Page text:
Say No! More (PC) Review

By Athanasios 23.04.2021

Review for Say No! More on PC

The name of Say No! More encapsulates what this is all about, which, in case you haven't figured that out, is about saying 'No!' more. More specifically, it's about pushing the spacebar in order to "shoot" a large bold 'NO' at anyone who dares to stand in your way to ask for something… and that's all there is to say about the gameplay. "That's it?!" some may ask, and the answer is actually a positive one - you just walk around saying 'No.' Strangely enough, this manages to be quite the entertaining, as well as surreal ride; one that mocks modern workplace norms in a way few have managed to do so, while also acting as great real-life advice for those who lack the courage to say the bloody N-word.

There's no genre where Say No! More fits into. In some ways it's like a visual novel/interactive story kind of deal. It's less about the gameplay (what little there is), and more about the writing, the interaction with the characters, and so on. In some other ways it's like a rail shooter; the main character follows a predetermined path, and blasts his enemies - and it is the ammunition used the one that makes this a hard title to put in a category. The aim is to say 'No' to the various requests that people throw at your feet. "I need you to work overtime today" says the manager. No! "Go fetch me some coffee!" shouts a supervisor. NO! "Listen to my boring story" cries the assistant. *Deep Breath* NOOO!!!

Screenshot for Say No! More on PC

If you were forced to come up with a label for this quirky experience, 'therapy' and 'catharsis' would be some pretty good picks; because that's what this is. It's a power fantasy where, rather than slaying demons, being a wielder of the Force, or bringing the High Heavens down and looking sexy while at it, you are saying 'No' to literally everyone, from your annoying co-workers, to the freaking, billionaire CEO of the company you just started working for - and it all begins with your lunchbox getting stolen. In this universe almost everyone is a worthless yes-man/woman without a backbone, including you, the lowly Intern. After finding a hidden Walkman, however, you are given the power of NO! from a Hulk Hogan-like gymnast from the '80s. Now the game begins.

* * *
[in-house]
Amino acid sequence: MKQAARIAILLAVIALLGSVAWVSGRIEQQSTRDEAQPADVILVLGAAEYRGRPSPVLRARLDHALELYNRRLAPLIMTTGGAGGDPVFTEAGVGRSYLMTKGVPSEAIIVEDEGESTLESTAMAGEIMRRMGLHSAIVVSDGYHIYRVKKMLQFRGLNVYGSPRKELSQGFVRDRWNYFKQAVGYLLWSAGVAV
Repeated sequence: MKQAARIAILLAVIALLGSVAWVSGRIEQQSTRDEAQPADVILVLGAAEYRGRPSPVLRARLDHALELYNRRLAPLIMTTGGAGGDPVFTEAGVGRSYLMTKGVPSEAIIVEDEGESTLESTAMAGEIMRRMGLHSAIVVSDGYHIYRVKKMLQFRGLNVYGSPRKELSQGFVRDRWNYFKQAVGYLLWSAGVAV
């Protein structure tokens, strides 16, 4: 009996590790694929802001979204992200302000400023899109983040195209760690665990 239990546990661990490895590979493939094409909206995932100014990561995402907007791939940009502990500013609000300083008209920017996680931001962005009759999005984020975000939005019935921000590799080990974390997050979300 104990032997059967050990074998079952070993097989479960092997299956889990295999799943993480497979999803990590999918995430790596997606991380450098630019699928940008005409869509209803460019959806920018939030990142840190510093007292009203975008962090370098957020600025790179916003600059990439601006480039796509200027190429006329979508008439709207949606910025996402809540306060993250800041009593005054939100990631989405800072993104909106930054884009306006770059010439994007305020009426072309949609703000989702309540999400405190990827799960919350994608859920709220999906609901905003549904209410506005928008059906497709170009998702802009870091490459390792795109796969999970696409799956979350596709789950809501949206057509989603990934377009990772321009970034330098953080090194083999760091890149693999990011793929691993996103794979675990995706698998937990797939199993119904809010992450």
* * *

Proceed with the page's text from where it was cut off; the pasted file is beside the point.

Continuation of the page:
…It's not a game, though. This is basically an on-rails experience; a cut-scene where your crafted protagonist (lots of goofy options in the character creation screen, by the way), walks towards the one who has his/her lunchbox, and is blocked by a series of NPCs that ask favours or shout commands. The only interactivity on behalf of the player is the press of a button, which sends a nice big 'No' at them, pushing them back with such power that even nearby items get affected. Liberating? Yes, very much so, to be honest, despite the fact that the presentation is completely bonkers, and far from realistic. The whole thing takes some pretty surreal turns, but it still manages to hit home, and quite strongly so, because, cartoony or not, it pits you against situations that are very… real life.

Screenshot for Say No! More on PC

This adds some variation to the ways you can scream your Noes. The protagonist is gradually given new "skills," making it possible to throw a charged 'No,' or change moods in order to say it in a bored, passionate, or even quirky way. One can also ridicule the "opponents" by clapping ironically, or laugh at their demands, right before spewing the N-word. Sadly, what little depth there is here is an illusion. Switching to different styles and using alternate techniques doesn't really matter one bit aside for some specific, boss fight-like sequences. It's disappointing to say the least. Those looking for a great video game won't find it here. Luckily, the purpose here was never to provide complex mechanics. The strength of Say No! More lies on its comedic writing and presentation.

Screenshot for Say No! More on PC

The fun here, besides the obvious joys of screaming 'No!' in the office, is watching people react to your unexpected defiance, with the purposely exaggerated voice-acting fitting like a glove to the cartoony vibe this has, complemented by an ultra-low-poly look, an extremely vibrant colour palette, as well a pretty silly walk animation. Players can also wait for the response window to close in order to actually avoid saying no, which can lead to some extra bit of funny dialogue. It would be a lie to say that this adventure isn't an enjoyable one - but still, it's somewhat hard to recommend.

This just runs out of steam very, very soon. It's a tiny title, which actually feels much longer due to how repetitive it is, due to how you are doing the same thing from start to finish. There are some twists and turns included that keep things interesting, but they aren't really that memorable, and definitely not enough to warrant another play-through. Yeah, this has lots of charm, this critic will surely give Say No! More that, but charm won't be enough for most people. Do give it a try if in search for the weird and the original of the indie world, just don't expect something that will blow your mind.

Screenshot for Say No! More on PC

Cubed3 Rating

Rated 6 out of 10


Power Fantasy gets a whole new meaning with Say No! More, even if said fantasy won't stay with you for long. Funny, charming, and even touching, this adventure is undoubtedly an enjoyable one, but the game wrapped around it isn't really a game. The comedic writing is more than decent, but in this case, just not enough to turn this into a big recommendation. This is quirky-indie-game-fans material only.


Studio Fizbin


Thunderful Publishing





C3 Score

Rated $score out of 10  6/10

Reader Score

Rated $score out of 10  0 (0 Votes)

European release date Out now   North America release date Out now   Japan release date Out now   Australian release date Out now   


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